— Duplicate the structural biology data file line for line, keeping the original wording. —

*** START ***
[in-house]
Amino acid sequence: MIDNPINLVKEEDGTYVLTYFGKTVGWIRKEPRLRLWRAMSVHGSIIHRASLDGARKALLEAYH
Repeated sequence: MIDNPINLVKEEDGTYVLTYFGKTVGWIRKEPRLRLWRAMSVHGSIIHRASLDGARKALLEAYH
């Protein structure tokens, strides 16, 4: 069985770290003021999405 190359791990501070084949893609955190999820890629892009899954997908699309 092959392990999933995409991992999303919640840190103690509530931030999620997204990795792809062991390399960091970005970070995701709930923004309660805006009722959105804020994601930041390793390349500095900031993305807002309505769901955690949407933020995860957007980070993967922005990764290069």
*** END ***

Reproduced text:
[in-house]
Amino acid sequence: MIDNPINLVKEEDGTYVLTYFGKTVGWIRKEPRLRLWRAMSVHGSIIHRASLDGARKALLEAYH
Repeated sequence: MIDNPINLVKEEDGTYVLTYFGKTVGWIRKEPRLRLWRAMSVHGSIIHRASLDGARKALLEAYH
């Protein structure tokens, strides 16, 4: 069985770290003021999405 190359791990501070084949893609955190999820890629892009899954997908699309 092959392990999933995409991992999303919640840190103690509530931030999620997204990795792809062991390399960091970005970070995701709930923004309660805006009722959105804020994601930041390793390349500095900031993305807002309505769901955690949407933020995860957007980070993967922005990764290069």